The latest chapter in Matt Turner’s unlikely soccer story is the Revolution’s playoff chase

"That was kind of my first moment where I thought, 'I think I might be able to do this.'"

Revolution goalkeeper Matt Turner got a late start in the game, not playing soccer seriously until he was 16. –File/John Raoux/Associated Press

It seems fitting that Matt Turner would find his soccer home in New England, since the region has witnessed more than its share of players who, like Turner, have emerged from unlikely circumstances.

The 25-year-old New England Revolution goalkeeper has had to fight for his place in the starting lineup since 2018. Since May, he’s also been a central component in the team’s season turnaround, and will be counted on during the crucial upcoming stretch of games as New England fights for a playoff spot. Yet his path to this point was anything but ordinary.

He first signed with the club in 2016 after going undrafted. Both before and after that moment, he’s been an example of the quintessential underdog story. It began with a late start.

Advertisement

“I was 16 when I really got into soccer,’’ Turner explained in a recent interview. Most professional goalkeepers would have been in training for years before that.

“I played when I was really young,’’ Turner explained. “Then I just kind of threw it to the side. My sisters played, so I was always kind of around it, but I was playing football, basketball, baseball.’’

After picking up the game again when he reached high school, Turner only made the team as a goalkeeper, admitting that he was nowhere near the level of his peers in both technical and tactical abilities. Still, his love of the sport continued to grow, inspired mostly by soccer’s biggest event.

“After the World Cup in 2010 in South Africa I really fell in love with the game,’’ said Turner. “I was just dumbfounded by how much passion there is. And mind you, I’m a huge sports guy. I’ve been around some pretty crazy atmospheres in sports, but I’ve never seen something similar to soccer. It’s something I just felt like I really want to be a part of that, and I think I have the tools to be a part of that. And around 16, halfway through my junior year of high school, is when I joined my first club team and started playing year-round.’’

Advertisement

In college, Turner played only two games in his first two years at Fairfield University in Connecticut. Once again, he was a late-blooming success, emerging in his third year.

“My junior year was kind of my breakout season, for lack of a better expression,’’ Turner recalled. “We just had a pretty special season.’’

It was also the first inkling he had that the world of professional soccer might be within his grasp.

“That was kind of my first moment where I thought, ‘I think I might be able to do this,’ and I loved soccer, wanted to be a part of it, and thought I was good enough,’’ said Turner. “So I passed up on an internship opportunity and just decided that summer before my senior year that I was going to dedicate more time to soccer.’’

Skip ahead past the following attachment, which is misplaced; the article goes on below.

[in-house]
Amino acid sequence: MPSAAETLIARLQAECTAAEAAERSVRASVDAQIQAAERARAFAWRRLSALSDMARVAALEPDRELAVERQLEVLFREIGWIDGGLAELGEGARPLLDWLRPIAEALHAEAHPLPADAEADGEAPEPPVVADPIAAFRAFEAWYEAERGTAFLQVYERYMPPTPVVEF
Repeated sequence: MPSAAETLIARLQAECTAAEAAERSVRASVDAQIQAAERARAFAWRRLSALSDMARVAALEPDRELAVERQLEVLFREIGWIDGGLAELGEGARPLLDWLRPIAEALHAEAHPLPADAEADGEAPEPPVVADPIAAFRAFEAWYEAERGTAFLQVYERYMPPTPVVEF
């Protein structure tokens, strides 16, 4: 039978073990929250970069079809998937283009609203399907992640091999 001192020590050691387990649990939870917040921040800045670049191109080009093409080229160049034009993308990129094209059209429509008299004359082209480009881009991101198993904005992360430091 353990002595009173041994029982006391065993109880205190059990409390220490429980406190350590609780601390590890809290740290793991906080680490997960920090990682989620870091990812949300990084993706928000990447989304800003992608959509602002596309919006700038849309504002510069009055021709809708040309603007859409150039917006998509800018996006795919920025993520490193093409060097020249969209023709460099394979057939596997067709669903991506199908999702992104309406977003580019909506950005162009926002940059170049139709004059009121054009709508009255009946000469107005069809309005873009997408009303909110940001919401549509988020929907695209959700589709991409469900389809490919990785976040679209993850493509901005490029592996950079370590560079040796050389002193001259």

It led to a contract with the Revolution, but another difficult road. As part of his development, Turner was loaned out to the Richmond Kickers in USL League One for two seasons to gain more experience. The only catch was that instead of living and training full-time with Richmond, he was expected back in New England each week to train with his MLS team.

“It wasn’t easy at all times, because I was doing a ton of traveling since I was training with New England during the week,’’ said Turner. “I would fly wherever Richmond was playing, then turn around and fly back for training again on Monday.’’

“It was a pretty tough year,’’ Turner said of his time on loan. “But mentally I was locked in because I knew it was going to pay off. And I knew getting that experience was really going to help me in the future.’’

Advertisement

In 2018, he proved he could handle the next level. Under then-coach Brad Friedel, Turner surprised by winning the starting job in goal. But after a strong start to the season, he — like the Revolution as a team — struggled in the second half of the season. By the start of the 2019 season, Turner had lost his spot in the lineup.

Opportunity knocked again after Friedel was fired in May and the Revolution were near the bottom of the Eastern Conference. Interim head coach Mike Lapper named Turner as his starting goalie. Lapper’s faith was rewarded, as Turner has been instrumental in the Revolution’s season-saving turnaround.

Now under new coach Bruce Arena, Turner has become a fixture in the team’s weekly setup.

For all of the star performances turned in by midfielder Carles Gil and newly-signed forward Gustavo Bou, it’s been the steady, calming presence of Turner that’s been as important as anything else in the Revolution’s season turnaround. New England rode a record-tying unbeaten run back into playoff contention from May through July, and has shown a rediscovered resilience on the road.

“This is one of the more closely-knit group of guys in a professional locker room that I’ve been around,’’ Turner said. The Revolution are currently sixth in the Eastern Conference (the top seven teams make the playoffs). A razor-thin margin of just 3 points separates the three teams in fifth, sixth, and seventh place.

Turner’s performances haven’t gone unnoticed. The team recently gave him a contract extension, which theoretically should’ve been a nice moment of validation for a player who’s had to constantly prove himself since high school. But for the moment, he’s focused only on New England’s playoff chase.

“Maybe at the end of the season I’ll have a look back and be like, ‘Wow, that was pretty cool,’ but I’m more concerned about whatever’s coming next for us and whoever our next opponent is,’’ Turner said.

With just seven games remaining, New England’s late-blooming goalkeeper appears to have the right mentality for the team’s late-season playoff push.